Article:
Somalia: AMISOM lacks resources to defeat Al-Shabaab, says AU
MOGADISHU, Somalia - Logistical problems and military deficiencies are handicapping the AMISOM in its decade-long fight against al-Shabaab, an AU official acknowledged in a wide-ranging and generally pessimistic assessment published Thursday.
The Somalia National Army’s longstanding lack of capacity could “even lead to the mission’s defeat,” warned Mr. Simon Mulongo, a Mogadishu-based representative of the African Union.
“Shabaab has much better access to intelligence than Amisom, given its links to the population under its control, its immersion in the local culture and language, and its knowledge of the terrain,” Mr. Mulongo acknowledged.
“Al-Shabaab’s formidable intelligence apparatus, the Amniyat, has greatly increased al-Shabaab’s resilience as well as its ability to anticipate and plan.”
His comments were made in an interview with the Africa Centre for Strategic Studies, a think tank affiliated with the US Defence Department.
Amisom also lacks the resources needed for its combat mission to succeed, Mr. Mulongo said.
“Amisom’s airlift capabilities are minuscule: it has only three utility helicopters to cover its entire area of operation,” he noted.
“Logistics are therefore unreliable and erratic, and our troops are overstretched and unable to secure the expansive territory and protect their supply lines,” Mr. Mulongo said.
Some United Nations-member states have offered to supply additional aerial assets, but the UN’s low reimbursement rates discourage potential suppliers from following through, explained the AU Commission’s deputy special representative for Somalia.
The UN’s sizable Amisom support apparatus inside Somalia, known as UNSOA, could be much more helpful than is currently the case, Mr. Mulongo said.
“UNSOA’s capabilities are civilian, not military. As such, they are structured to provide logistics in a traditional peacekeeping mission and not for a combat environment. Strict restrictions on where UNSOA assets can land, for instance, have made the evacuation of our troops extremely difficult,” Mr. Mulongo said.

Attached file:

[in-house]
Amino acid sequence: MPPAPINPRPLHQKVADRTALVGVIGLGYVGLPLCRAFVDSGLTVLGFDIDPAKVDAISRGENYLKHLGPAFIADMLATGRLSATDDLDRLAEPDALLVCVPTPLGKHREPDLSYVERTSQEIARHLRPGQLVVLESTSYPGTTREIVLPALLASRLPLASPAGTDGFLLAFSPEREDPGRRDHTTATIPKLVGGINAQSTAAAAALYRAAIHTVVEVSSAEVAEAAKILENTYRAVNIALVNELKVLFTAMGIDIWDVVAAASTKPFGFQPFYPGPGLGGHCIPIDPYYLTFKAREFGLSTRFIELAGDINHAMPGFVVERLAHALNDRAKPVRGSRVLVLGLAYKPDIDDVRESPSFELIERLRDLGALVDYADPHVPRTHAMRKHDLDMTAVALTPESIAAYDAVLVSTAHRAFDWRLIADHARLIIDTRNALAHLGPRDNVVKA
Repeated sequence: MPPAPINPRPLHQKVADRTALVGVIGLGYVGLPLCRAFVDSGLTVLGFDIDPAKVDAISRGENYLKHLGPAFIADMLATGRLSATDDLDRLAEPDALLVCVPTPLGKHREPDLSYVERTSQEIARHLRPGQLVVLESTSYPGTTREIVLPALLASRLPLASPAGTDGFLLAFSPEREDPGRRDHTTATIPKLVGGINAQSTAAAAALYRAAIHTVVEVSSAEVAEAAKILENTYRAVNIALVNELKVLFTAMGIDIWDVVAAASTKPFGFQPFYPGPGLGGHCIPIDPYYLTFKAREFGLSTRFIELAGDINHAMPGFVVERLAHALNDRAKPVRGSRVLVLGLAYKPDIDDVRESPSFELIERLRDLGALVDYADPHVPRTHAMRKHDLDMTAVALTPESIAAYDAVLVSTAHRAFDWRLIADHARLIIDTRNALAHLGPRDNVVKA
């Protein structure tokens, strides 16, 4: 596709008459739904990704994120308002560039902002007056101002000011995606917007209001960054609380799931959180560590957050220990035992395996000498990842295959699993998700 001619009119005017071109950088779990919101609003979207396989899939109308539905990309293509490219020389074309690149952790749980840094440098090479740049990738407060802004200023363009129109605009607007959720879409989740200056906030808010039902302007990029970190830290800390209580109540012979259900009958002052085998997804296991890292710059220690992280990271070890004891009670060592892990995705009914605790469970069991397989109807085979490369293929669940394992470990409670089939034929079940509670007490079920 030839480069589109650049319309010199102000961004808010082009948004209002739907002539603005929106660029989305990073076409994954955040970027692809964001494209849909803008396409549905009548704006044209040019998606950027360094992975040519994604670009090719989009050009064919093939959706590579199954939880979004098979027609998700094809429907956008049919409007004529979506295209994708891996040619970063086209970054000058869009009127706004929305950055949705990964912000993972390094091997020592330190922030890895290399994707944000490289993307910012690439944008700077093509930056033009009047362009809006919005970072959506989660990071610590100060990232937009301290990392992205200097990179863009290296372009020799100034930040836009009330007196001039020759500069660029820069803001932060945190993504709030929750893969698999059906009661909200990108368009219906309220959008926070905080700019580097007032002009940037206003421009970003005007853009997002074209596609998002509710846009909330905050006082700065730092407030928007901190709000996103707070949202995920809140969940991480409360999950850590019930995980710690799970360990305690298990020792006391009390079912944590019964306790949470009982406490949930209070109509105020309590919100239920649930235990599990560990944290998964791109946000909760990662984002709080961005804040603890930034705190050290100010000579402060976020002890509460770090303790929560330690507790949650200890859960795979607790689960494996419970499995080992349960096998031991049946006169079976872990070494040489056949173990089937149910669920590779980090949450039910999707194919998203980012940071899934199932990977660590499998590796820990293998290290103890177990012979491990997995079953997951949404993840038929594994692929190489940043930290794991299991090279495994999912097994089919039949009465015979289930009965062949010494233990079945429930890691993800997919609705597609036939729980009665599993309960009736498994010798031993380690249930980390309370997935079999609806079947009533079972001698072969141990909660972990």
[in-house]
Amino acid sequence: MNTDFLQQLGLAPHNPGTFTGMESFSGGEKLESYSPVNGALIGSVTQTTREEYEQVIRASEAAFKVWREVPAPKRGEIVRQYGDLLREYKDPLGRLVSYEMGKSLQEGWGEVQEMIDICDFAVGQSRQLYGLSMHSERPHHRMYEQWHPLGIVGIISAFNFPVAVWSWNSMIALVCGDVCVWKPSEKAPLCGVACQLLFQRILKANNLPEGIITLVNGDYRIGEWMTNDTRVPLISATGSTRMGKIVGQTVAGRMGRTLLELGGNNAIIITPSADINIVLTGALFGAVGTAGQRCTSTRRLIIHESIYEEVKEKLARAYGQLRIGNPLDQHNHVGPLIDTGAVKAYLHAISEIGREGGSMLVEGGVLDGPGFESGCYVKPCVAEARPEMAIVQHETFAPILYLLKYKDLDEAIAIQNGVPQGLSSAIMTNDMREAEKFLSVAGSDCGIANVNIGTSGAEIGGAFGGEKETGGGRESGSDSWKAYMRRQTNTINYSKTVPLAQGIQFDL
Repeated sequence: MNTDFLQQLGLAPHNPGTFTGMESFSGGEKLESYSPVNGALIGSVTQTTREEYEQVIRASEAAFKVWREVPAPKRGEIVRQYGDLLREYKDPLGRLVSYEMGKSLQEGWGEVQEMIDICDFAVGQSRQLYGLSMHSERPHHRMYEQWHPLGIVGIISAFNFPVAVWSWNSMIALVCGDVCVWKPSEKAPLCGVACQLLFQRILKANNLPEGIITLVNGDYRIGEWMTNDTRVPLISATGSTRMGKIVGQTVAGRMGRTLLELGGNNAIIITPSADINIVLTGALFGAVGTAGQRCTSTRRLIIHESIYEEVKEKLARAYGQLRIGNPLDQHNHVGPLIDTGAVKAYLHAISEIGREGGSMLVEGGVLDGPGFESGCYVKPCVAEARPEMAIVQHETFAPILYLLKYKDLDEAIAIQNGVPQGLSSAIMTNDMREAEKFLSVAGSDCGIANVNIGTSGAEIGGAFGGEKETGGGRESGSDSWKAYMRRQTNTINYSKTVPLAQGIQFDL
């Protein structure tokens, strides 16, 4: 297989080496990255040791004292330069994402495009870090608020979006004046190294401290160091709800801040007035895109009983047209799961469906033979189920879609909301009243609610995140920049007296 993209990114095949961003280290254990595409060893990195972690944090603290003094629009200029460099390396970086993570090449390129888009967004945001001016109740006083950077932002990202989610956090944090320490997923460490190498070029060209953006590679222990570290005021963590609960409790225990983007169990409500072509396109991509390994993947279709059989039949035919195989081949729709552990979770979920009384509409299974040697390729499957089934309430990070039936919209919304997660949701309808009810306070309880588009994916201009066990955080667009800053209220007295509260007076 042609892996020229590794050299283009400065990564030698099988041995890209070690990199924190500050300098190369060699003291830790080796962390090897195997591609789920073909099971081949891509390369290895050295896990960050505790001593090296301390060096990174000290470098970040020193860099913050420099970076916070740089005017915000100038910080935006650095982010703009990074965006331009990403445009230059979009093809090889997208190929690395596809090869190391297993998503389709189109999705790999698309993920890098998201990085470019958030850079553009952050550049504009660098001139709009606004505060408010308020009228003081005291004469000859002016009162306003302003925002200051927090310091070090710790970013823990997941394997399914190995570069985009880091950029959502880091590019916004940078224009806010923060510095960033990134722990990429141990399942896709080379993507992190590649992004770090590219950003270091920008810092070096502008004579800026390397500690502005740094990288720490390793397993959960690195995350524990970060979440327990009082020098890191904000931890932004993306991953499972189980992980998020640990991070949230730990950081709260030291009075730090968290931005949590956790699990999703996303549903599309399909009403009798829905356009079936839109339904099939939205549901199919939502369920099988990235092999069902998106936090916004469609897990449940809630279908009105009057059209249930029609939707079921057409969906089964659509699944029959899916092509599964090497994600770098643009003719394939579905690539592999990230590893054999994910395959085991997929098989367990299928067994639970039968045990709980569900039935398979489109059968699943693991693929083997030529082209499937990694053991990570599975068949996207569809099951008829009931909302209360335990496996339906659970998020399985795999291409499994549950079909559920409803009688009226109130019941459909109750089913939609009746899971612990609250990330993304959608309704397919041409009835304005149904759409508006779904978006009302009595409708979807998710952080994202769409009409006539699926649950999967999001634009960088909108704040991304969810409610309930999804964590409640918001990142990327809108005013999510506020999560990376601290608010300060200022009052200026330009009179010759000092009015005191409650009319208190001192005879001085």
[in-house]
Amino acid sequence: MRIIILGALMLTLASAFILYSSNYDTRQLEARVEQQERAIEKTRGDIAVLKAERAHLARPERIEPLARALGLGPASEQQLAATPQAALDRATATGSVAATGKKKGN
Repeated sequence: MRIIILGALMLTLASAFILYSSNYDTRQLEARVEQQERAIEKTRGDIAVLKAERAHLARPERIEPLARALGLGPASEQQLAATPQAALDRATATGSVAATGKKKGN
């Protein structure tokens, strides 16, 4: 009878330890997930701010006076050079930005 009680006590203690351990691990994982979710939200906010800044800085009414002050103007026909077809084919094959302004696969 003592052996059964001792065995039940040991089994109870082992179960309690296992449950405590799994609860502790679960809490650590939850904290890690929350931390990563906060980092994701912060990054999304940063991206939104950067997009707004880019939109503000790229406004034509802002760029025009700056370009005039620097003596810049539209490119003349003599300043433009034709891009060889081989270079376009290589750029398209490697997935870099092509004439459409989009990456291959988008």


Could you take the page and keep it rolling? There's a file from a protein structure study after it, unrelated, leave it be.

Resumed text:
He further noted that the UN contingent tasked with assisting Amisom is not authorized to transport weapons and reinforcements to fighting forces in the field.
UN deliveries of arms and troops can be made only to designated “battalion hubs”, leaving it to Amisom’s inadequately equipped troop-contributing countries to move material and soldiers to the frontlines, Mr. Mulongo said.
As an additional obstacle to Amisom’s operations, command authority is vested in each of the five countries — Kenya, Ethiopia, Uganda, Burundi, and Djibouti — that have committed a combined total of 22,000 uniformed personnel to the war against Shabaab.
Consequently, Mr. Mulongo said, Amisom’s force commanders “do not have leeway to direct their own forces, which can delay or even hamper operations.”
And along with insufficient access to combat aircraft, Amisom lacks the infantry fighting vehicles and heavy artillery that would enable it to fight al-Shabaab more effectively, Mr. Mulongo added.
Having incurred substantial but unspecified losses in the past 10 years, Amisom has begun planning for withdrawal.
But, Mr. Mulongo pointed out, Somalia’s own army remains unprepared to take effective control of operations against Shabaab.
Somali national forces are splintered among rival clans, and about a third of the army’s 20,000 soldiers have not been supplied with weapons, the AU official said.
“Some soldiers live in the bush,” Mr. Mulongo added.
The US, United Kingdom and, more recently, Turkey have been pouring resources into efforts to train Somali soldiers to gradually replace Amisom units.